About the House
Monday November 3, 2014
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With the laser focus on a couple of handfuls of races for the U.S. Senate, it is sometimes hard to remember that all 435 seats in the U.S. House of Representatives are up for grabs on Tuesday as well.
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Before you hit the SEND key, I know that in addition to the 435 voting Members there are non-voting Delegates from the District of Columbia, Guam, U.S. Virgin Islands, American Samoa, and the Northern Mariana Islands. There is also a non-voting Resident Commissioner from Puerto Rico.
According to the Clerk's office, the U.S. House is currently divided: 234 Republicans and 201 Democrats. There are no vacancies and no Independents.
Speaker of the House John Boehner (R-Ohio) has made it known he would like to come out of Tuesday's counting with a net gain of thirteen seats. That would put the number of Republicans in the House at 247.
Why is that important? For one thing, the highest total Republicans have had since World War II was 246. That was reached in the election of 1946 immediately following the war. If Boehner's team can beat that he gets the bragging rights to the highest total in 68 years.
Republicans controlled the House for exactly two years. In the election of 1948 the GOP lost 75 seats and came back in 1949 with only 171 Members.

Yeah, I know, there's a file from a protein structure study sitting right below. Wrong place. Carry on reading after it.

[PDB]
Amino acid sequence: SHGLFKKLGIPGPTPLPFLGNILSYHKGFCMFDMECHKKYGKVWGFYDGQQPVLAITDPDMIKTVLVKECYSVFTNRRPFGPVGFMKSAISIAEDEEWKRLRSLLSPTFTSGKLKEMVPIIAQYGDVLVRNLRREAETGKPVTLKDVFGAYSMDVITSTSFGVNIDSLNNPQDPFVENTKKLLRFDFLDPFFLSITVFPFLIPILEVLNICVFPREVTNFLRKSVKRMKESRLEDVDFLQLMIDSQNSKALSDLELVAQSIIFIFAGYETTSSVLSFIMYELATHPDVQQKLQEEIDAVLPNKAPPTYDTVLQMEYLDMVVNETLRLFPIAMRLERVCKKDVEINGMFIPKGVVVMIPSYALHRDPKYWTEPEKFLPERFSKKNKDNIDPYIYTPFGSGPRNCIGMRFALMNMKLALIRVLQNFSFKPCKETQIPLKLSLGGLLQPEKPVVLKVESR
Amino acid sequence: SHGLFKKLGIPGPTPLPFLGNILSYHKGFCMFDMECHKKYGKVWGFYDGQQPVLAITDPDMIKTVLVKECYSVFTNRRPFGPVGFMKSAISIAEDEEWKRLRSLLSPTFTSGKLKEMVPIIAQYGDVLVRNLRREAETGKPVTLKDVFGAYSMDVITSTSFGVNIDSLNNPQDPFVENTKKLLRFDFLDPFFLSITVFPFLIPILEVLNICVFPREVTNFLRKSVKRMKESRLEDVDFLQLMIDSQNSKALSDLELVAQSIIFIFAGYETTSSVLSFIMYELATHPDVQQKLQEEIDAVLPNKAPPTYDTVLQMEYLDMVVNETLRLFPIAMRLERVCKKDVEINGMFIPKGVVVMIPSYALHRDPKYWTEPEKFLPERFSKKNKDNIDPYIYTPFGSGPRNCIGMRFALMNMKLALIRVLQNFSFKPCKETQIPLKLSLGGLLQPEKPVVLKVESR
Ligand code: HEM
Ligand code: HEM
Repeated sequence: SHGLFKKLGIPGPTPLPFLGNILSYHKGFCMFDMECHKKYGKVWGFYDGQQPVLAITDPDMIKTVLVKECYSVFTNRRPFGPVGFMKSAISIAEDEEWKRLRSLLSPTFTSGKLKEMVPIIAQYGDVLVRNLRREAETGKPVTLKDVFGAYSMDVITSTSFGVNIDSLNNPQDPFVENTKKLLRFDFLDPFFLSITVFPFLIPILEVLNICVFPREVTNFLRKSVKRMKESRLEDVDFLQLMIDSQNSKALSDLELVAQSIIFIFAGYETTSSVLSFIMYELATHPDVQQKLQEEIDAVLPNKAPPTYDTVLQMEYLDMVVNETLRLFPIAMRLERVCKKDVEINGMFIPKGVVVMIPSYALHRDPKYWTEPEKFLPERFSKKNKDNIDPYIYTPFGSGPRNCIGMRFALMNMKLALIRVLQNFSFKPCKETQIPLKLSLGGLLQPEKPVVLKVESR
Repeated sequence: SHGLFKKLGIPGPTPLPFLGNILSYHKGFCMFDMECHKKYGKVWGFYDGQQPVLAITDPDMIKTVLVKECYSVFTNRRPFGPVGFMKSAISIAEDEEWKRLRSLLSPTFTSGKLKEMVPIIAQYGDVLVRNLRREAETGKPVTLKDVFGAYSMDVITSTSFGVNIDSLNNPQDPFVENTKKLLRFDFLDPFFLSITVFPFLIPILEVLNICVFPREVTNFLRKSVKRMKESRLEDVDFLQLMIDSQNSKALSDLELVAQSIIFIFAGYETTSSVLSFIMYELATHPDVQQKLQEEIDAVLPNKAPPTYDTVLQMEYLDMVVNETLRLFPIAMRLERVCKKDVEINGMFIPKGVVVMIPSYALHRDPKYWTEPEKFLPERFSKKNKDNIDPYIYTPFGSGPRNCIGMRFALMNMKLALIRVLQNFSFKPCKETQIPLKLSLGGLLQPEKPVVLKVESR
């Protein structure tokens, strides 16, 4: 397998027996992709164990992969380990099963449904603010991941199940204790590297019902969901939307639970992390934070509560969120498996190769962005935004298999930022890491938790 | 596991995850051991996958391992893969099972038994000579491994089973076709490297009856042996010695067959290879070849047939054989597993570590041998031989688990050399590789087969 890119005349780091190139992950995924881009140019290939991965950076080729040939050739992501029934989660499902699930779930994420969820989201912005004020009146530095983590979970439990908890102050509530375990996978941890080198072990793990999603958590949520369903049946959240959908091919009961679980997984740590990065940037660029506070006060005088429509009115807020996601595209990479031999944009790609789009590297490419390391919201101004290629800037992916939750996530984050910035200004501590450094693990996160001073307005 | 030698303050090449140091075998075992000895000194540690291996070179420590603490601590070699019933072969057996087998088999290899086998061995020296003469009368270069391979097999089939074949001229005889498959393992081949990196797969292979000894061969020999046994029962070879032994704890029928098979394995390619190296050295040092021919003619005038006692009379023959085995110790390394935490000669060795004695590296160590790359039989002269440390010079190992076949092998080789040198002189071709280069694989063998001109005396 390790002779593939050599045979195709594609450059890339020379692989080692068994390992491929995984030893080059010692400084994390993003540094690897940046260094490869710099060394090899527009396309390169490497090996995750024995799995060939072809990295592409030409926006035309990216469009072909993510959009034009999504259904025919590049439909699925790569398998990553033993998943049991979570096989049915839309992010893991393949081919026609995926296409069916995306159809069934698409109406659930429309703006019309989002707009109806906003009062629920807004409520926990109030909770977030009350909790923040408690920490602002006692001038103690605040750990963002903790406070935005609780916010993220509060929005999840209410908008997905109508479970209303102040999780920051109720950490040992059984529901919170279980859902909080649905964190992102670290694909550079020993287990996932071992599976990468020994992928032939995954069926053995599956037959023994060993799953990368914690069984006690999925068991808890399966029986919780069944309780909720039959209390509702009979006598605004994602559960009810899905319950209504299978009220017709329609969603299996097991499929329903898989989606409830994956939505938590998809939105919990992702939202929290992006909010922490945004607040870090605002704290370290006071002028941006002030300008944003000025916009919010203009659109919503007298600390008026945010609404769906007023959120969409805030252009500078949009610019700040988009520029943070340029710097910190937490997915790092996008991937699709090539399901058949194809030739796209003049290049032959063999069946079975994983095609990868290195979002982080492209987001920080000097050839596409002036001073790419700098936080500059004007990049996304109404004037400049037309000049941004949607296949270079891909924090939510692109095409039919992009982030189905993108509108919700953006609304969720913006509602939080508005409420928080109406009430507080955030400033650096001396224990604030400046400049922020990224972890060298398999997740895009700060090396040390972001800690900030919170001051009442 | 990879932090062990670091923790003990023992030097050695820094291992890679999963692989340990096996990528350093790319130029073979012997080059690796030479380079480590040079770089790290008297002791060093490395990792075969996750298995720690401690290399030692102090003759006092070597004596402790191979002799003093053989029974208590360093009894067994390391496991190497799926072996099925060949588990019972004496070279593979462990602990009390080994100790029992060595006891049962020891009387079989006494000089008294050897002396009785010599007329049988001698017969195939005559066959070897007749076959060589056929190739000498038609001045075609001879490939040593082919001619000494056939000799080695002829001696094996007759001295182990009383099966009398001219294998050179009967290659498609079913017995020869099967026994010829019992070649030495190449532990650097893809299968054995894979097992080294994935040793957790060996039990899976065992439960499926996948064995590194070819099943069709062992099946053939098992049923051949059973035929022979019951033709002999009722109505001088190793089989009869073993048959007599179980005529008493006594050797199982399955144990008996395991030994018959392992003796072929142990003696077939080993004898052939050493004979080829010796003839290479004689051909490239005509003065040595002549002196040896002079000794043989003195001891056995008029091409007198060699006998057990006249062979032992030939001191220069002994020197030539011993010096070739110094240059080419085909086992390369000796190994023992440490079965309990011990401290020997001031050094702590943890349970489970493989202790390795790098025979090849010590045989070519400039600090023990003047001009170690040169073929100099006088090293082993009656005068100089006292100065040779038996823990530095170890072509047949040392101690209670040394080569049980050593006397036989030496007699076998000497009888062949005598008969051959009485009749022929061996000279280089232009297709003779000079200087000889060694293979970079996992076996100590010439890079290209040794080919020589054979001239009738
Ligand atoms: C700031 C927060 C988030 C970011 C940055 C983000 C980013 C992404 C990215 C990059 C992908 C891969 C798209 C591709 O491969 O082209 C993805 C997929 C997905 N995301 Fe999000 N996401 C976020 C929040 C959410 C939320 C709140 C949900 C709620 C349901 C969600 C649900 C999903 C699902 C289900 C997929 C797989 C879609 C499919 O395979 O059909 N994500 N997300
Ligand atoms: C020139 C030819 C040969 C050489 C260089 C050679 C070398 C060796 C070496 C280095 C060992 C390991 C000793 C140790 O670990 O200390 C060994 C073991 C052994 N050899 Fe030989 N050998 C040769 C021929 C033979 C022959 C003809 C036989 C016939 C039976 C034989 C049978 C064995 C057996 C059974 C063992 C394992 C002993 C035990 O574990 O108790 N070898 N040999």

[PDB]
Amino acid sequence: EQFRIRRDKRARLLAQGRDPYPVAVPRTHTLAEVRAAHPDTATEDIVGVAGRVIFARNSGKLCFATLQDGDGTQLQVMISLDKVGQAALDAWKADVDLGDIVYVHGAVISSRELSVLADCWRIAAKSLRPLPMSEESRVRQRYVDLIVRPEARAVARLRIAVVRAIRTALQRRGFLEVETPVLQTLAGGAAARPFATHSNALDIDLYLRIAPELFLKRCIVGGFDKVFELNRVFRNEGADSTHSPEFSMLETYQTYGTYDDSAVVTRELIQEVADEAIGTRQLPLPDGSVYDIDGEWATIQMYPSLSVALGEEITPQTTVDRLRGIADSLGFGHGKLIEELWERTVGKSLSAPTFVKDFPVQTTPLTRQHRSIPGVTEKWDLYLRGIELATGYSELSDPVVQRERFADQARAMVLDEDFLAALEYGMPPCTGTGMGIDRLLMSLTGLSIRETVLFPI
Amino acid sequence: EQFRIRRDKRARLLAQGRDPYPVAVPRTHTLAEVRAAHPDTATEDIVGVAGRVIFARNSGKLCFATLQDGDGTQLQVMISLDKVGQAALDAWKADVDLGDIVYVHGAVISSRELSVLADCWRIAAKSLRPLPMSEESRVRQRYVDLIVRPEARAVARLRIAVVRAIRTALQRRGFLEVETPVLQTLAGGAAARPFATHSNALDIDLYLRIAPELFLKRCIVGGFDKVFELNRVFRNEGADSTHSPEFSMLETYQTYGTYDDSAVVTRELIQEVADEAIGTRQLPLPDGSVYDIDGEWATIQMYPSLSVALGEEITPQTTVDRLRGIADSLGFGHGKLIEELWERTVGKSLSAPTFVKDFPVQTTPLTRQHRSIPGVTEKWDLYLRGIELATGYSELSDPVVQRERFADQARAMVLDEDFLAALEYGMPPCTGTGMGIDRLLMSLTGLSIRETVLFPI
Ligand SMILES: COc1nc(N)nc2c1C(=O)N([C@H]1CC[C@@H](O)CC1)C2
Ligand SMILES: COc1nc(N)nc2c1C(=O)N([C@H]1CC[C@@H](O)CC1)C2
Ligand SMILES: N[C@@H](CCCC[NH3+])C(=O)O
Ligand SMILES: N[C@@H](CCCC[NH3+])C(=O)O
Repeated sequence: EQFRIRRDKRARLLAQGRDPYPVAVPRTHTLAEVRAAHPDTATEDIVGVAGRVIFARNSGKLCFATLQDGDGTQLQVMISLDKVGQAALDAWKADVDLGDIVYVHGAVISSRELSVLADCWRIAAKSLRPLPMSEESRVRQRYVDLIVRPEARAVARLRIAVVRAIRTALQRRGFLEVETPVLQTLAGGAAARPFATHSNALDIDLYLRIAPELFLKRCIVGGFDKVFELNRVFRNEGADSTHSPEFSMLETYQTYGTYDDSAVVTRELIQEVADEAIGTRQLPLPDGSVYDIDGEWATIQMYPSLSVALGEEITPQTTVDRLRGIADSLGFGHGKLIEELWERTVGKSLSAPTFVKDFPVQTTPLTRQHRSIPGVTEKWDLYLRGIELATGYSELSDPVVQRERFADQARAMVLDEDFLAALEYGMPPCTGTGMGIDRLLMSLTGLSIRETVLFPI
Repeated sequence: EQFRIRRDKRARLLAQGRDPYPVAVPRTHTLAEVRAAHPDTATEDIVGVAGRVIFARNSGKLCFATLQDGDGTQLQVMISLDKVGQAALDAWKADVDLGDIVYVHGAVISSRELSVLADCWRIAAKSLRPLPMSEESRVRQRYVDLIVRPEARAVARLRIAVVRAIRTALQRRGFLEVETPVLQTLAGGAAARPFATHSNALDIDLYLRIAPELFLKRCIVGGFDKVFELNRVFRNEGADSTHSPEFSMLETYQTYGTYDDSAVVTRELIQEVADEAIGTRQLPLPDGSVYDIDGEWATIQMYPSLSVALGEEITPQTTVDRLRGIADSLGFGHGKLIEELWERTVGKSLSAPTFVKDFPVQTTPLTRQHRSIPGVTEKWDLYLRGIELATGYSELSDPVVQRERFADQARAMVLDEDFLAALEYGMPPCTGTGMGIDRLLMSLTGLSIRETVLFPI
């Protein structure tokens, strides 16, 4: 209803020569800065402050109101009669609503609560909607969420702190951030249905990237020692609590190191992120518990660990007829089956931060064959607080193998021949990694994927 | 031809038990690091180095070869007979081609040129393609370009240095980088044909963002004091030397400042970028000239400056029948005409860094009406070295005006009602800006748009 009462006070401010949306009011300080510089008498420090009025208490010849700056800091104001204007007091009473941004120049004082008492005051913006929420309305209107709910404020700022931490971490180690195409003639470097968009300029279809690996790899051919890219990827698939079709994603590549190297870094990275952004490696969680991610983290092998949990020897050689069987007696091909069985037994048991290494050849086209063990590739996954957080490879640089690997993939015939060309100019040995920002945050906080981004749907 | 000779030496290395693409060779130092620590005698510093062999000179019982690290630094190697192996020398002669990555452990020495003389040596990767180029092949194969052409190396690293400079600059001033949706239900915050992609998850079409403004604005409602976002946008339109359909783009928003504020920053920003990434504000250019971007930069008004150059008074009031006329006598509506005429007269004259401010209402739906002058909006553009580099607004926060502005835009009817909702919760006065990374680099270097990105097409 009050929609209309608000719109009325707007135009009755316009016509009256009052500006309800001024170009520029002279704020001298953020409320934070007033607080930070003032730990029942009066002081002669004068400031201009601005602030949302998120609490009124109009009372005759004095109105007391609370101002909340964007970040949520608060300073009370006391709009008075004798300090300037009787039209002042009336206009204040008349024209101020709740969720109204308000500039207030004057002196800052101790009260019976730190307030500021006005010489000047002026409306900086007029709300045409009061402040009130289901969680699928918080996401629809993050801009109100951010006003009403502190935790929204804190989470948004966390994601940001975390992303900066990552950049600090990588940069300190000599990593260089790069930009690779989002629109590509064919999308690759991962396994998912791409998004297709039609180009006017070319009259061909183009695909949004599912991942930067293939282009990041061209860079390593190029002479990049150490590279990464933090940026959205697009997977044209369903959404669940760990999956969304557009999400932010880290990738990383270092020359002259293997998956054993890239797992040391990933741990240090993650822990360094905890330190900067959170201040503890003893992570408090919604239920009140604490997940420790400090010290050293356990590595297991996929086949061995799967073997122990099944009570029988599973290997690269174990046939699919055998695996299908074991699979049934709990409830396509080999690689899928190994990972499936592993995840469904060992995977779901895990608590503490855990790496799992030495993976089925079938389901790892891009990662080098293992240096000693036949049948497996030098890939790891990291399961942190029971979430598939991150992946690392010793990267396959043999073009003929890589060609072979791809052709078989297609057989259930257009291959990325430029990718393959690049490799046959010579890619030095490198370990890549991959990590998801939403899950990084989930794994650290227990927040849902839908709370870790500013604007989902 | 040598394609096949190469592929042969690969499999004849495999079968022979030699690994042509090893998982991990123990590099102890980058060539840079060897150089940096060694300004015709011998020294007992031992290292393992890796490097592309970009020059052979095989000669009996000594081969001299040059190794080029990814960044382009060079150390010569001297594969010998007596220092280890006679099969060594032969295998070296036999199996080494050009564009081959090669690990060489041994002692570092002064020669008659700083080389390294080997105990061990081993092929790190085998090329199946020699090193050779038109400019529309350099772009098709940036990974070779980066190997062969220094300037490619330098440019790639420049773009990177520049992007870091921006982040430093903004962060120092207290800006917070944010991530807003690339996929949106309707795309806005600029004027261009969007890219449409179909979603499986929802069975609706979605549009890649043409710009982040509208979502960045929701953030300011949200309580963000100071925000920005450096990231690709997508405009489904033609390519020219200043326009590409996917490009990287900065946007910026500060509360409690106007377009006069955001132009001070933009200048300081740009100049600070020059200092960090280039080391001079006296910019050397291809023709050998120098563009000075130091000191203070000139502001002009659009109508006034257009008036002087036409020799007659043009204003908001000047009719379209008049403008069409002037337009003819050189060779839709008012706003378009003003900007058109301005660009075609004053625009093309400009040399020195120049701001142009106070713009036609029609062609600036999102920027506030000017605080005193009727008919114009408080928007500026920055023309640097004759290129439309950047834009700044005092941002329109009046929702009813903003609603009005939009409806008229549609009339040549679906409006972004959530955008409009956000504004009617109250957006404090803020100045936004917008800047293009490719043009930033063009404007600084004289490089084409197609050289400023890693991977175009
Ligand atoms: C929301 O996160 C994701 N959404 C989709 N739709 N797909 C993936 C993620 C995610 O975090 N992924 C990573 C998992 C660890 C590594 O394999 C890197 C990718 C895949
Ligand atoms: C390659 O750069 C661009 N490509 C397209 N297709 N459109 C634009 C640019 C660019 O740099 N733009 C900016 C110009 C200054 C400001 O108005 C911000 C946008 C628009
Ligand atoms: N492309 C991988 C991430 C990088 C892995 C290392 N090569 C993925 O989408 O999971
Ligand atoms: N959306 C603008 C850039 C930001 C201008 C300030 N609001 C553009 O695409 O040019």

That wasn't the worst drubbing in modern times. After the election of 1928 the GOP had a whopping 270 seats. Over the next two elections - the Great Depression elections - Republicans lost 153 seats so they came out of the election of 1932 with only 117 seats.
But, wait. There's more! In the next two elections (1934 and 1936) the Republicans lost another 29 seats so when the 75th Congress convened in 1937, Republicans only had 88 Members - by far the fewest in the 435 Member era.
That makes the Watergate election of 1974 seem like a GOP victory as Republicans came back with 143 seats.
The last time, prior to the 1994 elections, that the GOP controlled the House was in the first election of Dwight D. Eisenhower in 1952 when Republicans picked up 22 seats to control the Chamber by a razor thin margin of 221-213 - eight seats.
Republicans lost 18 seats and control of the House in Eisenhower's first mid-term election and were in the minority for the next 40 years.
Aside from bragging rights for Speaker Boehner it is likely that 15-18 Republican freshmen would have the effect of diluting the power of the 50-or-so Tea Party Republicans who have often refused to fall into line with the wishes of the Republican leadership.
If, as is expected, Republicans take control of the Senate on Tuesday the political issue will no longer be passing bill after bill after bill in the House that a Democratic Senate would never bring to the floor.
The political issue will be constructing legislation in the House that at least a majority of Republicans in the Senate can support so the "do-nothing" tag can be hung squarely around the collective necks of the Democrats in the Senate.
Republican control of both chambers of Congress ended with the election of 2006 - the second George W. Bush midterm.
It looks as if they will have clawed their way back into control when the 114th Congress opens in January, but that means they will have to be seen as actually governing, not just obstructing Barack Obama.
On the Secret Decoder Ring page today: A link to the Clerk of the House page showing the number of Republicans and Democrats (or their precursors) all the way back to 1789.
Also a pretty good Mullfoto from Alexandria this weekend.
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